Chkdsk.exe is a utility which verifies the logical integrity of a file system. In the event of the utility encountering logical inconsistencies in file system data, it will perform the necessary actions to repair the file system data.
The equivalent utility in earlier versions of Windows was referred to as ScanDisk.
The following describes how to perform error-checking of a hard drive under Windows XP.
Launch disk error checking by double-clicking My Computer, right-clicking the hard disk drive you want to have checked, clicking Properties …
… and selecting the Tools tab.
Click Check Now.
The Windows 98 equivalent to the Windows XP disk error-checking program (chkdsk.exe) is the ScanDisk utility, accessed via Start > Programs > Accessories > System Tools.
This provides options for performing either a standard or thorough test of the specified disk volume. The former checks files and folders for errors, while the latter additionally scans the disk for physical errors.
Select the required option for the areas of the disk to be scanned. ScanDisk usually cannot repair errors in the system area of a disk. If such errors exist, your disk probably needs to be replaced.
Specify whether or not you want ScanDisk to verify that sectors can be read from and written to, and/or have the utility repair hidden and system files on your disk.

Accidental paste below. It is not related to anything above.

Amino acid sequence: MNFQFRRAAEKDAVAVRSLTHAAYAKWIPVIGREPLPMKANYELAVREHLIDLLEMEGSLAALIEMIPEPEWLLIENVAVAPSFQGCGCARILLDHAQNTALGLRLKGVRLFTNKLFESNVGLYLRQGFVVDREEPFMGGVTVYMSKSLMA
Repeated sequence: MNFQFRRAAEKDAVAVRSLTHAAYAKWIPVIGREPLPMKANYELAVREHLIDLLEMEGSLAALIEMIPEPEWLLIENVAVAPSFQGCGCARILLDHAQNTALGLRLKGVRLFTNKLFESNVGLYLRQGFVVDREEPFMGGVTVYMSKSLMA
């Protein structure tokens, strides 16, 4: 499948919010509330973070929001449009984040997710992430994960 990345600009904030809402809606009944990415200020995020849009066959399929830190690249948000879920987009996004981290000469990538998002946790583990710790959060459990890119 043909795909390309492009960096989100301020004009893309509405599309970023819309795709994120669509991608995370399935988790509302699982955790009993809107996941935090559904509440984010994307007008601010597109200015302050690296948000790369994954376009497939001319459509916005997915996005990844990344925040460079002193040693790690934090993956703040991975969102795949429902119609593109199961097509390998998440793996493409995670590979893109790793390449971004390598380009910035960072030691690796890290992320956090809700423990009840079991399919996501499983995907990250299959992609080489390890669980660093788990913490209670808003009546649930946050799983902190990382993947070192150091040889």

A dialogue box showing the Check disk options is displayed.
Select the options as appropriate and click Start.
If either of the Check disk options are selected, you’ll be notified that the check cannot be performed immediately, and offered the opportunity to schedule this to occur the next time your system is booted.
Click Yes to so schedule the disk check.
The next time you start your system, the chkdsk.exe utility will be run prior to Windows being loaded, examining all the metadata on the volume in five separate phases:
- Phase 1: Verifying file data
- Phase 2: Verifying security descriptors
- Phase 3: Verifying indexes
- Phase 4: Verifying files
- Phase 5: Verifying free space
Metadata is data about data.
Metadata is the file system overhead, so to speak, that keeps track of information about all of the files that are stored on the disk volume. It includes information about what allocation units make up the data for a given file, what allocation units are free, what allocation units contain bad sectors, and so on.
Contrast the actual data that the file contains, which is referred to as user data.
When the utility finishes, Windows will continue to load as per a normal system start-up.
Relevant Microsoft Knowledge Base Articles
- 315265: How to Perform Disk Error Checking in Windows XP
- 316506: Chkdsk Runs Each Time That You Start Your Computer
- 831426: Chkdsk.exe or Autochk.exe starts when you try to shut down or restart your computer
- 314835: An explanation of the new /C and /I Switches that are available to use with Chkdsk.exe
- 186365: Description of ScanDisk for Windows (Scandskw.exe) in Windows 98/Me
- 287914: List of Articles About the ScanDisk Tool
Maintenance and Troubleshooting Tools Windows XP Resource Kit
Not the same thing. Defrag is different. Don’t be a dummy.
Rita Dawson says
I was searching for a post like this, to perform error-check from days together. I don’t the entire process and this blog has taught me the entire process. Now I find error-checking to be very simple and easy. Thanks for sharing such informative post.